Wednesday, June 20, 2007

The Longest Day

Just finished one of the most wonderful Summer Solstice rituals of my life, led by my v. creative circle sister, K. I want to say that I practice the kind of magic that I long dreamed of practicing with the kind of women with whom I long dreamed that I'd do magic. I say that because there were years and years when, a solitary in a rural community, all I could do was long for that and there were years and years when every Pagan group that I contacted was, somehow, just not right for me. And if that's true for you, right now, my Solstice wish for you is for you to find a circle of women even half as magically-committed to the Earth, as kind, as smart, as accomplished, as creative, as gorgeous, and as kick-ass as the women in my circle. So mote it be.

Here's my absolute, all-time favorite Summer Solstice poem, from, of course, Mary Oliver.

Little Summer Poem Touching the Subject of Faith

Every summer
I listen and look
under the sun's brass and even
into the moonlight, but I can't hear

anything, I can't see anything --
not the pale roots digging down, nor the green stalks muscling up,
nor the leaves
deepening their damp pleats,

nor the tassels making,
nor the shucks, nor the cobs.
And still,
every day,

the leafy fields
grow taller and thicker --
green gowns lofting up in the night,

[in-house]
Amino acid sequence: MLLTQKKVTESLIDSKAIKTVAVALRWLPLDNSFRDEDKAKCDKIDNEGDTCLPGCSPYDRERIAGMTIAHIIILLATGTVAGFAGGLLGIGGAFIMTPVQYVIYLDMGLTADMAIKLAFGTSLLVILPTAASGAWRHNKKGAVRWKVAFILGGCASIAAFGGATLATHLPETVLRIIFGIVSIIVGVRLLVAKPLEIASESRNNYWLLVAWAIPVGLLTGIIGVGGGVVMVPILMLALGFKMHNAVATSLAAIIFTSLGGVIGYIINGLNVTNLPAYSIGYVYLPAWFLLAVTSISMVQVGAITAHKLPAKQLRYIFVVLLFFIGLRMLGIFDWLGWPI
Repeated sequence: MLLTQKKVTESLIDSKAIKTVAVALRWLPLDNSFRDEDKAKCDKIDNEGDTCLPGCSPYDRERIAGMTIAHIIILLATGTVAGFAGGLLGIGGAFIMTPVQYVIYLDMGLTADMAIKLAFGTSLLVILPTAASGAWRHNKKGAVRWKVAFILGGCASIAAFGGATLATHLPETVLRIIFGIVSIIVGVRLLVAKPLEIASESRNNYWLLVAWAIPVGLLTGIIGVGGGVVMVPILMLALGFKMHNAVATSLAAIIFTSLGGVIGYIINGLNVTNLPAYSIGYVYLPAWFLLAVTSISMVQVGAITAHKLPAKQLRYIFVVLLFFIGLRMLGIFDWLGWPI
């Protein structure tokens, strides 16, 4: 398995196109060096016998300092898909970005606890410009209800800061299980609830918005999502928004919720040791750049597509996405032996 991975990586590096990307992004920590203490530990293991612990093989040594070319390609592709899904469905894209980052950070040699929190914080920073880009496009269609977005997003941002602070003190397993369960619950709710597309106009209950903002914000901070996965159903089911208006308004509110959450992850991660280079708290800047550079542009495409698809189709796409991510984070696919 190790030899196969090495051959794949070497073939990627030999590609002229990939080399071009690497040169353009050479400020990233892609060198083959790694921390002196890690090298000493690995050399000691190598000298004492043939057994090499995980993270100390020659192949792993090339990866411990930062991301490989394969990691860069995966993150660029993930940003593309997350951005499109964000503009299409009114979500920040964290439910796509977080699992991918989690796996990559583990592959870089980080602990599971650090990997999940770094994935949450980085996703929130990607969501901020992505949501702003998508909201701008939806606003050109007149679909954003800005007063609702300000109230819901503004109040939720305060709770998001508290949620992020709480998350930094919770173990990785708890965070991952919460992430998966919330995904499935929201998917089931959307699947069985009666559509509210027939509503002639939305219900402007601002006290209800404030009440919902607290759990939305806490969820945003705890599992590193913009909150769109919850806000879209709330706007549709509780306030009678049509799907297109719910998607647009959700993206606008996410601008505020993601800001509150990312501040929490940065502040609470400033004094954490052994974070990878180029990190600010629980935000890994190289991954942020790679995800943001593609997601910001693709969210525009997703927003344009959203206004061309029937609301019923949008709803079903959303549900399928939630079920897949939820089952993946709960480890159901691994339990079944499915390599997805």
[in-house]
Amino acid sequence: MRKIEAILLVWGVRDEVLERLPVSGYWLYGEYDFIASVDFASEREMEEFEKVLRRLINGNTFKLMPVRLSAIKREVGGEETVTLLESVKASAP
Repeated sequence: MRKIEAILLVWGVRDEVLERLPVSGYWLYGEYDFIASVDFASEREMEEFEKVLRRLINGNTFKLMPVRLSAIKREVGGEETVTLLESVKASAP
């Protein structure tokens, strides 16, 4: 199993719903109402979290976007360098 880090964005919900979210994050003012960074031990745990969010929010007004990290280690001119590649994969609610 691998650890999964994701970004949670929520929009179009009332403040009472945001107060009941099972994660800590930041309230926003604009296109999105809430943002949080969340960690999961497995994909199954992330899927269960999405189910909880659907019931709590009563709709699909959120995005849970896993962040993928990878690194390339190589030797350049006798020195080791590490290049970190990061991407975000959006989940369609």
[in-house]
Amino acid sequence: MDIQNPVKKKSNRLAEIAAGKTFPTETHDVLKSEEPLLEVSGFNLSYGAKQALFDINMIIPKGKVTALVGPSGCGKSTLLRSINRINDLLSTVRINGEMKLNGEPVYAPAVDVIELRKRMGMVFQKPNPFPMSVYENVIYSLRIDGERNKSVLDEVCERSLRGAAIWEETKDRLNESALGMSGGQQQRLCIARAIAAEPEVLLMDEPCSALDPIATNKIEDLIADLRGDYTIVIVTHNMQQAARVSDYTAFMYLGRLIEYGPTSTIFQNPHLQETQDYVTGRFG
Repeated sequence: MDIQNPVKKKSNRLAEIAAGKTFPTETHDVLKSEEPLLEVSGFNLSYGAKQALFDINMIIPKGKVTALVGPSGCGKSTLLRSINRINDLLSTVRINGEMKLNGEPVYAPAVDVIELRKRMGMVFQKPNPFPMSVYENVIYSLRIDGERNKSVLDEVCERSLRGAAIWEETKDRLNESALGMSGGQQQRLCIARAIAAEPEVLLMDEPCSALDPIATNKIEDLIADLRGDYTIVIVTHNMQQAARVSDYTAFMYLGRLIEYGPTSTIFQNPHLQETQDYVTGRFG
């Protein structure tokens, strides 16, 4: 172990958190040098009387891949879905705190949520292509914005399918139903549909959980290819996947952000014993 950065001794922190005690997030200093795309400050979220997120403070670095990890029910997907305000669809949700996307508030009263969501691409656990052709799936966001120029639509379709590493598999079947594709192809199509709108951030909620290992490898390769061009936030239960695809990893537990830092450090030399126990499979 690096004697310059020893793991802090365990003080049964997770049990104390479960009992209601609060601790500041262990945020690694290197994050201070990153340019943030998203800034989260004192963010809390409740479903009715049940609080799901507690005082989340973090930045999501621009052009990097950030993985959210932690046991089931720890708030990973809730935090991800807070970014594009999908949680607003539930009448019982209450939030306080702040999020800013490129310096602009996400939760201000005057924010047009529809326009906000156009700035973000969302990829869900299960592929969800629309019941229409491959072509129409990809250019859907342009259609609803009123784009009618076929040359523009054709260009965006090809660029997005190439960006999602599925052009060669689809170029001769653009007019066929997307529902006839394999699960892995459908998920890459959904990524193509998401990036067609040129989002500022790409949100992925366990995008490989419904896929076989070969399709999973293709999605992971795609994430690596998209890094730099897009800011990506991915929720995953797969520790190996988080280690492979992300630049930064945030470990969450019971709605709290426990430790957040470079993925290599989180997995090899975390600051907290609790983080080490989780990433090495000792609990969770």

showered with silk.

And so, every summer,
I fail as a witness, seeing nothing --
I am deaf too
to the tick of the leaves,

the tapping of downwardness from the banyan feet --
all of it
beyond any seeable proof, or hearable hum.

And, therefore, let the immeasurable come.
Let the unknowable touch the buckle of my spine.
Let the wind turn in the trees,
and the mystery hidden in the dirt

swing through the air.
How could I look at anything in this world
and tremble, and grip my hands over my heart?
What should I fear?

One morning
in the leafy green ocean
the honeycomb of the corn's beautiful body
is sure to be there.

From West Wind: Poems and Prose Poems, by Mary Oliver. Published by Houghton Mifflin Co., Boston. Copyright 1997 by Mary Oliver.

Blessed Summer Solstice to you.


Anonymous said...

Lovely. And a lovely summer solstice to you too.


deborahoak said...

thank you. thank you. thank you.

Anonymous said...

Happy Solstice, Hecate, to you and your Circle!